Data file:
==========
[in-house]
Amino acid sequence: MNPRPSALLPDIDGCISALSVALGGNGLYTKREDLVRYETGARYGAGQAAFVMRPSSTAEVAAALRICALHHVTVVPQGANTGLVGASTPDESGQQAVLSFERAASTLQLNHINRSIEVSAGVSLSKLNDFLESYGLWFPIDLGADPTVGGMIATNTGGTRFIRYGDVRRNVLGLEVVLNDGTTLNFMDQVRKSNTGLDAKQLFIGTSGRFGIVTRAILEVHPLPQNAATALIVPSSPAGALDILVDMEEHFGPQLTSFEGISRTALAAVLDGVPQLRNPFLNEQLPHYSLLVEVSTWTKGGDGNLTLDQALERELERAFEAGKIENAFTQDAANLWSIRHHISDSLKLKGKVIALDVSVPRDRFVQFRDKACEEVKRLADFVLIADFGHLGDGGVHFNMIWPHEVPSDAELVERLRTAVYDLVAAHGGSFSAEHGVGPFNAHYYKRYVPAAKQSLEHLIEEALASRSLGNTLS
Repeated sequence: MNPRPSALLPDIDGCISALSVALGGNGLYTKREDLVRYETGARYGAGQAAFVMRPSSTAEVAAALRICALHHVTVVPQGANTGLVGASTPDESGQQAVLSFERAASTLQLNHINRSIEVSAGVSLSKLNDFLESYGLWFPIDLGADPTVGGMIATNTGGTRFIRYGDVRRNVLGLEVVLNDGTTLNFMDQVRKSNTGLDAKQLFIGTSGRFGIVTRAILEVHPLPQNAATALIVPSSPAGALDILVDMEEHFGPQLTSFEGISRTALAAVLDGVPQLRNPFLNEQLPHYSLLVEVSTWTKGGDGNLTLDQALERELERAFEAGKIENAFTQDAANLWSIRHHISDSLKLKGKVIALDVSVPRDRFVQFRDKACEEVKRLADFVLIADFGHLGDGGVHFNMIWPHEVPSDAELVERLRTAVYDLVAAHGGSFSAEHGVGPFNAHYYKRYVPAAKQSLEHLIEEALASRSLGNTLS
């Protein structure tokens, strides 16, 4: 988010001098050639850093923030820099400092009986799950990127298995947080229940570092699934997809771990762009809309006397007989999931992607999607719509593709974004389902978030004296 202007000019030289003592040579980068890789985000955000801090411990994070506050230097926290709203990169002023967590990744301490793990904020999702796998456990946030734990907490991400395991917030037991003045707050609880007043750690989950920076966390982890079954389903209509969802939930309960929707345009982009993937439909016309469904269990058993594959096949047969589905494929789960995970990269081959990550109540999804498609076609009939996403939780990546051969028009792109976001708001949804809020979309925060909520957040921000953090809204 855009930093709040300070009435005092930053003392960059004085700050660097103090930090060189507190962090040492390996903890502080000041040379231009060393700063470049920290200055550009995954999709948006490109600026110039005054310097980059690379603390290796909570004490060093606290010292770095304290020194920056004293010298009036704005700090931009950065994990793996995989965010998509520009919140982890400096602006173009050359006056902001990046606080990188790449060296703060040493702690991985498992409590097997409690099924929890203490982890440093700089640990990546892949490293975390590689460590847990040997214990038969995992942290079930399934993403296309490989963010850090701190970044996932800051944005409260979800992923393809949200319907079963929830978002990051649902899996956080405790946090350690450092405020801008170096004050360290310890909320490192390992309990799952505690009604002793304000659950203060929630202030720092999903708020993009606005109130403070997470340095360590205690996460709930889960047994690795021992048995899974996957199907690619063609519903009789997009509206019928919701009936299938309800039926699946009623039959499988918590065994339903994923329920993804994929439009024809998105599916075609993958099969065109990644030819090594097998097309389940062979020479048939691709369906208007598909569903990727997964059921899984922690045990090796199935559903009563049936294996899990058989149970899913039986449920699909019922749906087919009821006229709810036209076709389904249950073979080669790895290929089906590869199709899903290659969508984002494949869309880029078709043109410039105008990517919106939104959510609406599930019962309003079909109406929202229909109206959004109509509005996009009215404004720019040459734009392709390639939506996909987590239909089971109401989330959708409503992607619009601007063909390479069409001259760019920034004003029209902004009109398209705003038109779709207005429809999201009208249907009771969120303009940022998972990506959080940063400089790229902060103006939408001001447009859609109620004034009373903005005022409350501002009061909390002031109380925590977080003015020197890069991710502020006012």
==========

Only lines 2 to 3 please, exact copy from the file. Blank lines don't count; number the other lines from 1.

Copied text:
Amino acid sequence: MNPRPSALLPDIDGCISALSVALGGNGLYTKREDLVRYETGARYGAGQAAFVMRPSSTAEVAAALRICALHHVTVVPQGANTGLVGASTPDESGQQAVLSFERAASTLQLNHINRSIEVSAGVSLSKLNDFLESYGLWFPIDLGADPTVGGMIATNTGGTRFIRYGDVRRNVLGLEVVLNDGTTLNFMDQVRKSNTGLDAKQLFIGTSGRFGIVTRAILEVHPLPQNAATALIVPSSPAGALDILVDMEEHFGPQLTSFEGISRTALAAVLDGVPQLRNPFLNEQLPHYSLLVEVSTWTKGGDGNLTLDQALERELERAFEAGKIENAFTQDAANLWSIRHHISDSLKLKGKVIALDVSVPRDRFVQFRDKACEEVKRLADFVLIADFGHLGDGGVHFNMIWPHEVPSDAELVERLRTAVYDLVAAHGGSFSAEHGVGPFNAHYYKRYVPAAKQSLEHLIEEALASRSLGNTLS
Repeated sequence: MNPRPSALLPDIDGCISALSVALGGNGLYTKREDLVRYETGARYGAGQAAFVMRPSSTAEVAAALRICALHHVTVVPQGANTGLVGASTPDESGQQAVLSFERAASTLQLNHINRSIEVSAGVSLSKLNDFLESYGLWFPIDLGADPTVGGMIATNTGGTRFIRYGDVRRNVLGLEVVLNDGTTLNFMDQVRKSNTGLDAKQLFIGTSGRFGIVTRAILEVHPLPQNAATALIVPSSPAGALDILVDMEEHFGPQLTSFEGISRTALAAVLDGVPQLRNPFLNEQLPHYSLLVEVSTWTKGGDGNLTLDQALERELERAFEAGKIENAFTQDAANLWSIRHHISDSLKLKGKVIALDVSVPRDRFVQFRDKACEEVKRLADFVLIADFGHLGDGGVHFNMIWPHEVPSDAELVERLRTAVYDLVAAHGGSFSAEHGVGPFNAHYYKRYVPAAKQSLEHLIEEALASRSLGNTLS